Searching For Truth: A Brief Review Of Dani Shapiro’s “Inheritance A Memoir of Genealogy, Paternity, and Love.”

Just imagine for a moment that you decide to submit your DNA to one of those genealogy testing sites and the results come back but with a truth bomb attached to it. Imagine reading the results only to discover what you thought you knew about yourself was completely wrong. What if a beloved parent really wasn’t your parent after all? How would you handle a discovery like that?

That is exactly what happens to author Dani Shapiro in her revealing memoir Inheritance A Memoir of Genealogy, Paternity, and Love. Published in 2019 by Knopf, Shapiro’s book takes you through a tale of revelation, betrayal, reflection, self -examination and a reclaiming of identity that leads to the path of closure.

Even as a child Shapiro knew something wasn’t quite right about her identity. She was raised Jewish and believed up until the moment the DNA results came in that she was fully 100% Jewish. The results told a different story, only 52%. This leads to the next big revelation and within that context comes the painful truth that her half-sister really isn’t her half-sister and the man she had known as her father is not her father. The further she probes, she learns her biological father was a sperm donor. Shapiro drudges up from the recess of her mind old memories. Comments from family friends and neighbors about her physical appearance are painfully recalled. She falls down a rabbit hole or several, in search of answers concerning the truth about her identity. However, the two people that she needs to talk the most about this are her parents. The problem with that is they are both deceased. From the past to the present, history mixed with science leads her to the truth.

In my past experience some memoirs can be a bit of a dull read. This is not one of those. This book is a real page-turner. You are fully engaged in her story. Her memoir is carefully, respectfully, and meticulously written. She is conscientious of her donor father’s privacy and that of his family’s once she locates him. Her memoir is very well researched too. Some of the strong points is in the research she does to educate the reader on the science and statistical information concerning sperm donors, DNA results, and the legal aspect of it all. Shapiro is open and vulnerable with her life on full display. She shows genuine emotions and real struggles with the truth of who she is. She asks soul searching questions such as “What makes a person a person?” (Pg.27). There are comments made that inspire introspection such as ” It is rare that you get an opportunity in life to stand outside yourself.” (Pg. 138). The book makes you think because this is a story that can happen to anyone especially now with all the technology available to search with.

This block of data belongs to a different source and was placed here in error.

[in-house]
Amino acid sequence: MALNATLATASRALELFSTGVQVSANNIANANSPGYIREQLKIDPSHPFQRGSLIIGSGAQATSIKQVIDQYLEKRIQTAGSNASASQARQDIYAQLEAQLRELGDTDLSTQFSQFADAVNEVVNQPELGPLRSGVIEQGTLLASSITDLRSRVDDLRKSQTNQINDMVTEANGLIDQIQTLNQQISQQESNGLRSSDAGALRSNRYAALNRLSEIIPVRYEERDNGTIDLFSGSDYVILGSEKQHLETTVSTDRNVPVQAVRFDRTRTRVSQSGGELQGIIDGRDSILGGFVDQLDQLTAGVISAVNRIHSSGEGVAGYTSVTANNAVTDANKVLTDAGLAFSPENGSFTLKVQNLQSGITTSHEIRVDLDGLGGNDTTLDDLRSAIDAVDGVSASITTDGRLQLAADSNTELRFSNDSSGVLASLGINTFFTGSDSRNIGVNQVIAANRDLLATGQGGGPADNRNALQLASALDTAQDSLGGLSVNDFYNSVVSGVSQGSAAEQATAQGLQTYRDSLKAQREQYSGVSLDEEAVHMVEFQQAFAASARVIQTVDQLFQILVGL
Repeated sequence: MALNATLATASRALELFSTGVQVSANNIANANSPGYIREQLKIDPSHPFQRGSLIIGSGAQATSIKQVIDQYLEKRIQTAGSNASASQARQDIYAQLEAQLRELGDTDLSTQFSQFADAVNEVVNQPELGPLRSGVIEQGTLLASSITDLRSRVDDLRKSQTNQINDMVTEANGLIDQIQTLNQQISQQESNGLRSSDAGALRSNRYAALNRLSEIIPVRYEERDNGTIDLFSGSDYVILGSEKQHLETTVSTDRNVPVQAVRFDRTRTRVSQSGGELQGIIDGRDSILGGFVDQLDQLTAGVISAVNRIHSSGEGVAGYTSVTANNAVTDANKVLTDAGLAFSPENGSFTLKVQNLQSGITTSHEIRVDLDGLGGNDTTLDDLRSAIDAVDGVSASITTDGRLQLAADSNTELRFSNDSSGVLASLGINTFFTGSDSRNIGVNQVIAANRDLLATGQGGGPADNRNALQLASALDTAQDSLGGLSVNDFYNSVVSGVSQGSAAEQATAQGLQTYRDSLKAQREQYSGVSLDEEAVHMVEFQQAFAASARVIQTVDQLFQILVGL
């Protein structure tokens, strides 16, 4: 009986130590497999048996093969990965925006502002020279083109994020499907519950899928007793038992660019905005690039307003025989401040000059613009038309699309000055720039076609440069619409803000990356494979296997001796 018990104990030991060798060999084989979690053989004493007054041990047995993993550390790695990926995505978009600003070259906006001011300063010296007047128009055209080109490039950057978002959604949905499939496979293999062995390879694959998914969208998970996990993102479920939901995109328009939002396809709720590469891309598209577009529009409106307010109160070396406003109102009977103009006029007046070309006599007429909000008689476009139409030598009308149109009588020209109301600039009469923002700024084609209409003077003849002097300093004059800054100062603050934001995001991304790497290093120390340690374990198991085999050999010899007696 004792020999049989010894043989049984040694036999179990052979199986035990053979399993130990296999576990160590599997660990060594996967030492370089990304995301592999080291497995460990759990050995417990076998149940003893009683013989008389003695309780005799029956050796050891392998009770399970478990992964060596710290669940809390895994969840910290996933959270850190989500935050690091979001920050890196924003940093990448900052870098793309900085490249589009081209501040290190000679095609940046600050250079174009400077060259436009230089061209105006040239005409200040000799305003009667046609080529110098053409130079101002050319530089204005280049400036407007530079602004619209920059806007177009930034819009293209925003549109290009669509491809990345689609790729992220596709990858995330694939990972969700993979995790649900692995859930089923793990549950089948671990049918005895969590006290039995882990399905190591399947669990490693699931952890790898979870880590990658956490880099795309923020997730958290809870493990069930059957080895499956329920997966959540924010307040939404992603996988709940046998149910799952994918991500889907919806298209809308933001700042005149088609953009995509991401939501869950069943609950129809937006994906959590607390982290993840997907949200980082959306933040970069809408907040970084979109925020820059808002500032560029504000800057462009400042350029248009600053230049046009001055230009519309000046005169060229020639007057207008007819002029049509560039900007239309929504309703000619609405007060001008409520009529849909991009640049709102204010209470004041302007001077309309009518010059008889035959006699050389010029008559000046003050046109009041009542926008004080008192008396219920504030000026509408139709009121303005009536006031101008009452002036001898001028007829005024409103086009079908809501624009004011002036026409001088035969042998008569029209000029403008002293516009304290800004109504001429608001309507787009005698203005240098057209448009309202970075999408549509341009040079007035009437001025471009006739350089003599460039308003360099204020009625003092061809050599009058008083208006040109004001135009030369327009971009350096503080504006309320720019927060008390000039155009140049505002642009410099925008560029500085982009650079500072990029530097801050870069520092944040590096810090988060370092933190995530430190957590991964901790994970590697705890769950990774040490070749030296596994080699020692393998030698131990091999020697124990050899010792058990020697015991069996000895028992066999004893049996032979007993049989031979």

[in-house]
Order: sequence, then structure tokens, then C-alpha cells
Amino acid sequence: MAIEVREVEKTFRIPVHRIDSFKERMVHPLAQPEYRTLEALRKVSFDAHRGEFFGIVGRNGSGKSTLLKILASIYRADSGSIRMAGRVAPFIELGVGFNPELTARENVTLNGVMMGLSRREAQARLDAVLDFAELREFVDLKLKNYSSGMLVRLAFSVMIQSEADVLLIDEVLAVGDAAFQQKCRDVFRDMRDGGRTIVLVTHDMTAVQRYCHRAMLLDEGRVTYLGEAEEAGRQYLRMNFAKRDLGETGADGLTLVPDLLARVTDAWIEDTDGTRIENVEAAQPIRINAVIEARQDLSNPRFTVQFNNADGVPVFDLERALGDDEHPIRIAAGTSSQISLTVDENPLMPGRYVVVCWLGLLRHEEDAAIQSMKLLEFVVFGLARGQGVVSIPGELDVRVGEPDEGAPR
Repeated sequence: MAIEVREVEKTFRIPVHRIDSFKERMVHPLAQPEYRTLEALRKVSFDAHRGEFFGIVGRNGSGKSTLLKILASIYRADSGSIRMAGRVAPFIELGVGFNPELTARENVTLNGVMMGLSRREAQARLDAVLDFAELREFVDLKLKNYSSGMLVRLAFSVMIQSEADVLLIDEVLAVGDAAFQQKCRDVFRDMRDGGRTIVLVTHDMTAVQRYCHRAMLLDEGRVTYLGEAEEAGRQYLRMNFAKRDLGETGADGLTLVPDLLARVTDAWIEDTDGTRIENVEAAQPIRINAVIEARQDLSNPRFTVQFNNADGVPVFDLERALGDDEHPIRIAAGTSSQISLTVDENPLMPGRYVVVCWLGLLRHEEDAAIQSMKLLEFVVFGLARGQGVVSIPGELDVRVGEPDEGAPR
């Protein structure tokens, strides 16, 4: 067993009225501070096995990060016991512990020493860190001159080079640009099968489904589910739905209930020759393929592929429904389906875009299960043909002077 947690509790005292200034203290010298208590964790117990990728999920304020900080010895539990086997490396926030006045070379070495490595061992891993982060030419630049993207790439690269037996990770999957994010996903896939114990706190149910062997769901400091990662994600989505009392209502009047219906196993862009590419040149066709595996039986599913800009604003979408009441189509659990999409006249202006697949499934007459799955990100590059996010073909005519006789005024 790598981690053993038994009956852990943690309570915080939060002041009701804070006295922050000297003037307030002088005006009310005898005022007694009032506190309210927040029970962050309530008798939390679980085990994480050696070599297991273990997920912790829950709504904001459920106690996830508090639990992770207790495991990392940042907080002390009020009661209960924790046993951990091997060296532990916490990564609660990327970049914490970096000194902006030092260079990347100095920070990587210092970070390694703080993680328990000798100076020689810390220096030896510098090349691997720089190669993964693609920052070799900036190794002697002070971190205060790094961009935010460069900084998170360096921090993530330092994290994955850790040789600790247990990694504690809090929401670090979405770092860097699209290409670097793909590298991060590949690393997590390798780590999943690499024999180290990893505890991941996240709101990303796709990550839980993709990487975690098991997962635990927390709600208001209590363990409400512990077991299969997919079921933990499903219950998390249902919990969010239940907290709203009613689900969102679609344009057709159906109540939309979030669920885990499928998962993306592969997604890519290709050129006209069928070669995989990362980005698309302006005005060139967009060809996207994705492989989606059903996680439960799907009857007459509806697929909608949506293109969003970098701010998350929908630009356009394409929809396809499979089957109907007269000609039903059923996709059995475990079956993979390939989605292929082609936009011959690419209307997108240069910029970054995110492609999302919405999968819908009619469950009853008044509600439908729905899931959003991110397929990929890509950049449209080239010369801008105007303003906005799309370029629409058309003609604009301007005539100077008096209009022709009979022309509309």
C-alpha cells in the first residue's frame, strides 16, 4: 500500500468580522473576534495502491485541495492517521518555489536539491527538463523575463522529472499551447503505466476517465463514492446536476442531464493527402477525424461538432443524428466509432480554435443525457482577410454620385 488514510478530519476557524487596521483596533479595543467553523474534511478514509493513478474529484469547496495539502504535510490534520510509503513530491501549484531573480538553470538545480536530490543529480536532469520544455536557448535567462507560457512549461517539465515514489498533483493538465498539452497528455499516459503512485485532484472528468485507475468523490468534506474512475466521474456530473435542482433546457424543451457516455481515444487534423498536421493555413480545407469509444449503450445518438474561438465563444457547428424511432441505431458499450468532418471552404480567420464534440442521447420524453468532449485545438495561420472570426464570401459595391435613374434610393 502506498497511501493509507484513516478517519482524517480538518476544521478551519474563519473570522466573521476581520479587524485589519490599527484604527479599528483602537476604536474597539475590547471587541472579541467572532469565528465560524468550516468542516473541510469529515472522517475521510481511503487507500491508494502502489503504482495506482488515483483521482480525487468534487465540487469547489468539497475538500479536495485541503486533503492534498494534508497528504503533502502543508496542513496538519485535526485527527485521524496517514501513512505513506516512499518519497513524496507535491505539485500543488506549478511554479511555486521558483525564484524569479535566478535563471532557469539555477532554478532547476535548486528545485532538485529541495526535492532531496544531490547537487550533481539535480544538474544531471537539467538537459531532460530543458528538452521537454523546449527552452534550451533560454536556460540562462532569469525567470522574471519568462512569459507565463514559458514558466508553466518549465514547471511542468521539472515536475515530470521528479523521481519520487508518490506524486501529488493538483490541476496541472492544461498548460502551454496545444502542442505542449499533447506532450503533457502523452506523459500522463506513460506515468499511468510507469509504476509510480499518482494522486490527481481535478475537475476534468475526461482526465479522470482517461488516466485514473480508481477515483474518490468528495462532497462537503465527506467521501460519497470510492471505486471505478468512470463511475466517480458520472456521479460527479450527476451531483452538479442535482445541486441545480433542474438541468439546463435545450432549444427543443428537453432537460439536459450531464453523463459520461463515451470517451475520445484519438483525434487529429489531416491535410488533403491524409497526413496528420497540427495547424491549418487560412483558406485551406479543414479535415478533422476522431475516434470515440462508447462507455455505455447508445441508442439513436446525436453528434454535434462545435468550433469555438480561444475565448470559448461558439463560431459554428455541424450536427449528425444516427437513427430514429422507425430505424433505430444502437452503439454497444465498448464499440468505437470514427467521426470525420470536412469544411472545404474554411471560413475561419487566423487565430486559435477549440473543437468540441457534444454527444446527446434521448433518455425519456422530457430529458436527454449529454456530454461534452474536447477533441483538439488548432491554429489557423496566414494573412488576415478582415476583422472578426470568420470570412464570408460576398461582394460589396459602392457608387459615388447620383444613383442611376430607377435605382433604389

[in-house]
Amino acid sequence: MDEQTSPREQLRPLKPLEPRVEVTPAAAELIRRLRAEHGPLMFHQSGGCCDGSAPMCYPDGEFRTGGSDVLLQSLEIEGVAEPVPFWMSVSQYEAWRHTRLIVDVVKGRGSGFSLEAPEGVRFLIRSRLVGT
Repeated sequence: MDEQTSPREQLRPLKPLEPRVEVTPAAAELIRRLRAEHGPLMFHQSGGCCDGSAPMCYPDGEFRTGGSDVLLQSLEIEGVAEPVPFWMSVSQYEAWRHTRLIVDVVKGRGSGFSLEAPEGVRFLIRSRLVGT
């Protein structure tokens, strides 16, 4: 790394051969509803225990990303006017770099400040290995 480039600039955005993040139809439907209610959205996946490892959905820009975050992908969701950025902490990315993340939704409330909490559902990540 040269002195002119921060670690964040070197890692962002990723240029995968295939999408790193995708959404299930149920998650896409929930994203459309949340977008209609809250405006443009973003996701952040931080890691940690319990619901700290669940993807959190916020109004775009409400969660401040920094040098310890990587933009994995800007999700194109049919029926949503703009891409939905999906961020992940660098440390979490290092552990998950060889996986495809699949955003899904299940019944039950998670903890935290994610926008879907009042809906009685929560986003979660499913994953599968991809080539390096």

On a final note, I’d like to talk about the cover jacket. I love cover art on books. The one she uses for Inheritance is hauntingly beautiful. Appropriate for the content of this book. It’s a good read to add to your collection.

Disclaimer: I write for fun and am in no way paid by anyone for my observations, musings, ramblings, or reviews.

Note: Above image was photographed by me. I mean seriously, taking a photo of a book is almost just as fun as writing about a book.

Gaining New Perspectives: A Short Review of the book “Five Feet Apart”

Five Feet Apart is a young adult fiction story about two 17 year-old teenage kids who both suffer from the terminal disease cystic fibrosis while fighting for a chance at life and love. The story was written by a trio of authors: Rachael Lippincott, Mikki Daughtry, and Tobias Iaconis and published in 2018 by Simon & Schuster.

The main characters are Will Newman and Stella Grant, who pretty much spend their entire lives in and out of hospitals. They are isolated from the rest of the world due to the seriousness and complications that arise from their disease. Written through the stream of conscience of both Will and Stella, it makes the story more authentic because the feelings, emotions, reactions and responses are more true to the dynamic personalities of teenagers.

Will and Stella are both currently residing at St. Grace Hospital as the story begins. Stella is a bit of a control freak. Everything about her daily routine is meticulously organized. Will is a rebel and pretty much flies by the seat of his pants when it comes to his everyday care management. Both are kept in check by their caring and compassionate nurses Barb and Julie. Will and Stella both endure laborious and sometimes grueling medical intervention to stay alive. Stella is on a lung transplant list waiting. Will unfortunately contracted B-capacia and is unable to receive a lung transplant. Each cope with the disease and its limitations in their own way. Stella through diligence and consistency. Will through hope. The contrast of both characters is that Will is eager to live and Stella is eager to stay alive.